Personnel from the Kurdish security forces detain a man suspected of being a militant belonging to the al Qaeda-linked Islamic State in Iraq and the Levant (ISIL) in the outskirts of Kirkuk June 16, 2014. Iraq's Shi'ite rulers defied Western calls on Tuesday to reach out to Sunnis to defuse the uprising in the north of the country, declaring a boycott of Iraq's main Sunni political bloc and accusing Sunni power Saudi Arabia of promoting "genocide". Picture taken June 16, 2014. REUTERS/ Ako Rasheed (IRAQ - Tags: CIVIL UNREST POLITICS CRIME LAW TPX IMAGES OF THE DAY) - RTR3U96U Ako Rasheed/Reuters
Nearly four dozen Sunni detainees were gunned down at a jail north of Baghdad, a car bomb struck a Shia neighbourhood of the capital and four young Sunnis were found slain, as ominous signs emerged Tuesday that open warfare between the two main Muslim sects has returned to Iraq.
The killings, following the capture by Sunni insurgents of a large swath of the country stretching to Syria, were the first hints of the beginnings of a return to sectarian bloodletting that nearly tore the country apart in 2006 and 2007.
During the United States' eight-year presence in Iraq, American forces acted as a buffer between the two Islamic sects, albeit with limited success. The U.S. military is now being pulled back in — with a far more limited mission and far fewer troops, as President Barack Obama nears a decision on an array of options for combating the Islamic militants.
In the latest sect-on-sect violence, at least 44 Sunni detainees were slaughtered by gun shots to the head and chest by pro-government Shia militiamen after Sunni insurgents tried to storm the jail near Baqouba, northeast of Baghdad, police said.
The Iraqi military gave a different account and put the death toll at 52, insisting the Sunni inmates were killed by mortar shells in the attack late Monday on the facility.
In Baghdad, the bullet-riddled bodies of four men in their late 20s or early 30s, presumably Sunnis, were found Tuesday at different locations in the Shia neighbourhood of Benouk, according to police and morgue officials who spoke on condition of anonymity because they were not authorized to talk with the media.
Also Tuesday, a car bomb in Baghdad's Shiite Sadr City district killed 12 people and wounded 30 in a crowded outdoor market, police and hospital officials said. No one claimed responsibility for the bombing, but attacks targeting Shia districts are routinely the work of Sunni militants.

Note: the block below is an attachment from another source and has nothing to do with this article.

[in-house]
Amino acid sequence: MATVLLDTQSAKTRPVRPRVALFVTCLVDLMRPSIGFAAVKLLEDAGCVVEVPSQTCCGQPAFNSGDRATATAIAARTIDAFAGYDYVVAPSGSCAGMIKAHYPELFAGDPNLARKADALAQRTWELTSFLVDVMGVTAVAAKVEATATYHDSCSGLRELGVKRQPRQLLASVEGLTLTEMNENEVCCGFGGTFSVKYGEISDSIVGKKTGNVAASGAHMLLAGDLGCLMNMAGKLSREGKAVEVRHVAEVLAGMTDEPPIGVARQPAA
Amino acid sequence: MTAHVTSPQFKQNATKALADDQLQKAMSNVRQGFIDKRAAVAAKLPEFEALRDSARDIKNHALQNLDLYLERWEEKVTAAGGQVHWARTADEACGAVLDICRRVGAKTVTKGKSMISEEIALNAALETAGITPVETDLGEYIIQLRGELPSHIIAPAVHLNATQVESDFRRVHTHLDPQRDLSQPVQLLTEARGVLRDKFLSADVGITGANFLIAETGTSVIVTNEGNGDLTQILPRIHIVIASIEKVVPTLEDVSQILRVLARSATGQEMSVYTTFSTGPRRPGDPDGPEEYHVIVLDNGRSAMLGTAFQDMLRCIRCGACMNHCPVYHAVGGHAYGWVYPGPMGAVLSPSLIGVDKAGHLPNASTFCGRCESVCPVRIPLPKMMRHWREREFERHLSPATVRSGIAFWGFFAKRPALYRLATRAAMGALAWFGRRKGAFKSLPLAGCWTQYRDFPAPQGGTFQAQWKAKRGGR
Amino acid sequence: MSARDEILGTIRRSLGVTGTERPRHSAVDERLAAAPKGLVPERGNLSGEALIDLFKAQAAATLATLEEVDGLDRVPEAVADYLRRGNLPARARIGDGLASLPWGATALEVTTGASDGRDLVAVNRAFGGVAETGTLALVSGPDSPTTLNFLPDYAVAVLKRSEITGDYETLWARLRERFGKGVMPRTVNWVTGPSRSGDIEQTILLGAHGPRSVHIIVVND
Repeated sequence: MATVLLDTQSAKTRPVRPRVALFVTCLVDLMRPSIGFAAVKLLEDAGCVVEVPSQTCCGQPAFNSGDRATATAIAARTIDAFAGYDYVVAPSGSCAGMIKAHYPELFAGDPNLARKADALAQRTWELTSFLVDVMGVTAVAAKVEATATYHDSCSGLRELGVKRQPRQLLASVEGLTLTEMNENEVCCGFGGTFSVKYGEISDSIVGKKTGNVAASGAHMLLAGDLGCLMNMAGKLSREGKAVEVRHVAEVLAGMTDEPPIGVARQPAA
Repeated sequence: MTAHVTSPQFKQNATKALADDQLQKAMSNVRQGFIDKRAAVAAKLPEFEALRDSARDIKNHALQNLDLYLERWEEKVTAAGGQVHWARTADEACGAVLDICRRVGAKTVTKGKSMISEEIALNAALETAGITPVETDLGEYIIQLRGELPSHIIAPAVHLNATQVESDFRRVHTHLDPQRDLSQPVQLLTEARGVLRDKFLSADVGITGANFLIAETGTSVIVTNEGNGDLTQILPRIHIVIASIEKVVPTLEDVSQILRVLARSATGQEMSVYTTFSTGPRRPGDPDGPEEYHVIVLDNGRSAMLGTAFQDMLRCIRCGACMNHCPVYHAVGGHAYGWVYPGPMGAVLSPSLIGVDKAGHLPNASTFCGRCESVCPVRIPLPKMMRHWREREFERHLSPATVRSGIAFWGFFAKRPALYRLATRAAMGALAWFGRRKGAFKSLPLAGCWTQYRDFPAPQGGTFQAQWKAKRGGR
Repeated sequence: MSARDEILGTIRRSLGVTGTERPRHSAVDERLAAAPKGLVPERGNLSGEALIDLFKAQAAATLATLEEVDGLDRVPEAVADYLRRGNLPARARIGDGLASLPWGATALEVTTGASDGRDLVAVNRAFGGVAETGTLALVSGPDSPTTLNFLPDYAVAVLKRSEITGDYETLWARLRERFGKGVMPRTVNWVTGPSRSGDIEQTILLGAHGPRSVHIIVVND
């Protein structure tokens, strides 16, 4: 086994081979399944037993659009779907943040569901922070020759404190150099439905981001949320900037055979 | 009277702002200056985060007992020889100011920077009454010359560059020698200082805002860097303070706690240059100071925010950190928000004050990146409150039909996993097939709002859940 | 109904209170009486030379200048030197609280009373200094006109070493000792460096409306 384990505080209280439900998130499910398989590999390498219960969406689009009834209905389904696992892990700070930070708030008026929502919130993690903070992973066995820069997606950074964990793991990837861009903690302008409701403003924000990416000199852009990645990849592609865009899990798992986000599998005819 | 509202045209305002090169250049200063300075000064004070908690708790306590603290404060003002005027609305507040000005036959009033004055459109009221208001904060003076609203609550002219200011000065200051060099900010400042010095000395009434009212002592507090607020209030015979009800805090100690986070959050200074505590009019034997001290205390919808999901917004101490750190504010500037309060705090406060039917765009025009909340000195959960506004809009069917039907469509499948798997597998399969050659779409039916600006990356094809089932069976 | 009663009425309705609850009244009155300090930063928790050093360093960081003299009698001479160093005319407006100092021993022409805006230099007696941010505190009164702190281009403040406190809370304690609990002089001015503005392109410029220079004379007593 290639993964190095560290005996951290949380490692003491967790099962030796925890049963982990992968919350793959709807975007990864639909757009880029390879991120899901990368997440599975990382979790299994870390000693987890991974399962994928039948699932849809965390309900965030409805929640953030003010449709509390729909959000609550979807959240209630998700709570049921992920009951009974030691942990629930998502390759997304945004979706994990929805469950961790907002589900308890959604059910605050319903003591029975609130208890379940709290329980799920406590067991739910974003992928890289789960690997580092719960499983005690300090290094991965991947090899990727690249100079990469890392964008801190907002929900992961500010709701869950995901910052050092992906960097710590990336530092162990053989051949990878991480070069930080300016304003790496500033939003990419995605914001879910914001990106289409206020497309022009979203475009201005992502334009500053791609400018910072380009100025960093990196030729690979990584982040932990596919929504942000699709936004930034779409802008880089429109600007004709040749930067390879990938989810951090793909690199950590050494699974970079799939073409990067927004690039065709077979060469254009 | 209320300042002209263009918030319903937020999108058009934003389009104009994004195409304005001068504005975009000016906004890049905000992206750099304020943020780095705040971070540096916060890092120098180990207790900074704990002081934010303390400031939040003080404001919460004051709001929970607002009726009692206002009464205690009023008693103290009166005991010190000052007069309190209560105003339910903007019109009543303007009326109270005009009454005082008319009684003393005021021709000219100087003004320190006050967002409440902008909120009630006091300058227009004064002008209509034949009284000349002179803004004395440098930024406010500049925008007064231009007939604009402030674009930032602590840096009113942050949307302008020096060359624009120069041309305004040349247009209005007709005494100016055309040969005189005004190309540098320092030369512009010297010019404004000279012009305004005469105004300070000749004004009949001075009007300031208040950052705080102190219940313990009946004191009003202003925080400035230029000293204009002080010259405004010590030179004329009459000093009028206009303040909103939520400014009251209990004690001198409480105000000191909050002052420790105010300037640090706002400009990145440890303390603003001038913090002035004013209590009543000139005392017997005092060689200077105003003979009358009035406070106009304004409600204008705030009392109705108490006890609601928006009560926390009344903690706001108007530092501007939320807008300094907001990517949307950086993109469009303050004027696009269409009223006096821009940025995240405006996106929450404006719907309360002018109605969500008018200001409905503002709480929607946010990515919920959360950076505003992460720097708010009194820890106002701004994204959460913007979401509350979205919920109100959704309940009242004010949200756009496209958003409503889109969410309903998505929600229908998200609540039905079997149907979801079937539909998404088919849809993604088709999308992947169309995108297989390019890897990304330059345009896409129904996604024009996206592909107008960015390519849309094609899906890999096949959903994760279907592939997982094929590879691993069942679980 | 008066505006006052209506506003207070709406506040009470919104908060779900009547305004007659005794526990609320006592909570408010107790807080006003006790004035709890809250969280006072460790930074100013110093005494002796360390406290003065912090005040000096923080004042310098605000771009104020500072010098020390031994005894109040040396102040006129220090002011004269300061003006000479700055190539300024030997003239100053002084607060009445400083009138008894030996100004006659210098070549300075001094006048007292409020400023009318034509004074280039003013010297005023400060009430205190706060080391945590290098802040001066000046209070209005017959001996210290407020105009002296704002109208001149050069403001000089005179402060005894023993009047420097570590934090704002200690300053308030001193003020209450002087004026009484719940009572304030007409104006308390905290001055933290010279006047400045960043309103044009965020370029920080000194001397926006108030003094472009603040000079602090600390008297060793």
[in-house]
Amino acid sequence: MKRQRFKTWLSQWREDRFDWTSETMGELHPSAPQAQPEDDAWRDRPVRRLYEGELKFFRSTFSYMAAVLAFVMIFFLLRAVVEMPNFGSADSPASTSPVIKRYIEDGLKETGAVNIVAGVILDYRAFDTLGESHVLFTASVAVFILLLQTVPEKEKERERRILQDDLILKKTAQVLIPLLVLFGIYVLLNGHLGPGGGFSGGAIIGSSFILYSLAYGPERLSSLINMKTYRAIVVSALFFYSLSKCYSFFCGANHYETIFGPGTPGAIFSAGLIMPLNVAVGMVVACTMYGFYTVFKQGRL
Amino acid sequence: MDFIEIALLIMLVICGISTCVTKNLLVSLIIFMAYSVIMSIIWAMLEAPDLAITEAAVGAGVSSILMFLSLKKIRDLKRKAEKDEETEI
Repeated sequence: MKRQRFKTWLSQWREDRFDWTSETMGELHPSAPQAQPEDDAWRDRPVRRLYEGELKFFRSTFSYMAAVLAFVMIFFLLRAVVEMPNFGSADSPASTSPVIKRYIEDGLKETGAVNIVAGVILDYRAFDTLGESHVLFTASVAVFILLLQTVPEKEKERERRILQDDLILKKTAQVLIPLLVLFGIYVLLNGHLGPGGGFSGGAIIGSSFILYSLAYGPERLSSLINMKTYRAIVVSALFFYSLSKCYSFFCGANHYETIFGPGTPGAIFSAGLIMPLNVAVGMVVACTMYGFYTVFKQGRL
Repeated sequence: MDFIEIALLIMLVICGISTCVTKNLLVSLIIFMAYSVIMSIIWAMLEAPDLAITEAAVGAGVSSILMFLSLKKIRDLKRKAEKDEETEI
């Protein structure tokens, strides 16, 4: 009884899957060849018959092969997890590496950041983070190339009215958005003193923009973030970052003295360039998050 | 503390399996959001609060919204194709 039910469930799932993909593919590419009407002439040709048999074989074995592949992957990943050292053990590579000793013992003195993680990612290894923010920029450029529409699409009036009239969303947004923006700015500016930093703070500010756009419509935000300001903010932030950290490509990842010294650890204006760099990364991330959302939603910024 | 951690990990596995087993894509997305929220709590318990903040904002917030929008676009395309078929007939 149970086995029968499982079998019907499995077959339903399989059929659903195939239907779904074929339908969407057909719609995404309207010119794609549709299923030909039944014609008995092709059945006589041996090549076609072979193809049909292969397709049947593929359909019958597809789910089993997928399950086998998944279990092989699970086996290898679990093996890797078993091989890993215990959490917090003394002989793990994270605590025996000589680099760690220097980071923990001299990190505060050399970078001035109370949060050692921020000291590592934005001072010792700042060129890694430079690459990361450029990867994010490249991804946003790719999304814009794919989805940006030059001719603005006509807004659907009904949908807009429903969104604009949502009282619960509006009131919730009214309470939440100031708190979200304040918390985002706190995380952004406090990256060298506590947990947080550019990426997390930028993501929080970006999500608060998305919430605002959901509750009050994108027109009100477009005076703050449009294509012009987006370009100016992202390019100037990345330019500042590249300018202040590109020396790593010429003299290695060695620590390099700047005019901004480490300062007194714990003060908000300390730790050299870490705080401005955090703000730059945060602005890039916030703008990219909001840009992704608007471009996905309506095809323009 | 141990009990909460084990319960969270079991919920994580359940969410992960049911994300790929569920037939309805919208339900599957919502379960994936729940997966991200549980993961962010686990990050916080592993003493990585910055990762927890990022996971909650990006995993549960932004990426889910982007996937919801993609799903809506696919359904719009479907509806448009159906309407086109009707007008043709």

The sectarian violence was a grim reminder of a dark chapter in Iraq's history when nearly a decade ago the city woke up virtually every morning to find dozens of bodies dumped in the streets, trash heaps or in the Tigris river, bullet-riddled or with torture marks.
And with the al-Qaeda breakaway group the Islamic State of Iraq and Syria (ISIS) continuing its lightning advance toward Baghdad, there are fears the situation could get worse.
CBC correspondent Nahlah Ayed, reporting Tuesday from the city of Erbil in northern Iraq, said that fighting so close to Baghdad is making people in the capital nervous, and similar concerns are evident in Erbil, which is less than 100 kilometres from the fallen city of Mosul.
"We saw huge lineups of people going to gas stations, filling up in case they have to escape," she said.
Kurdish Peshmerga battle ISIS
Ayed was in Erbil to speak with Kurdish Peshmerga fighters who have been taking on ISIS.
Serwan Karim, 34, who was recovering at a local hospital after being shot during a firefight with ISIS, said the peshmerga are the only army strong and capable enough to take on the militants.
"Tomorrow if I'm better I'll go back to fight," he said.
Col. Hazhar Ismail, a peshmerga spokesman, warned Iraq’s government is facing a wider threat than the one posed by ISIS.
"It looks like revolution against the Iraqi side," he said, adding that Nouri al-Maliki’s government has itself to blame.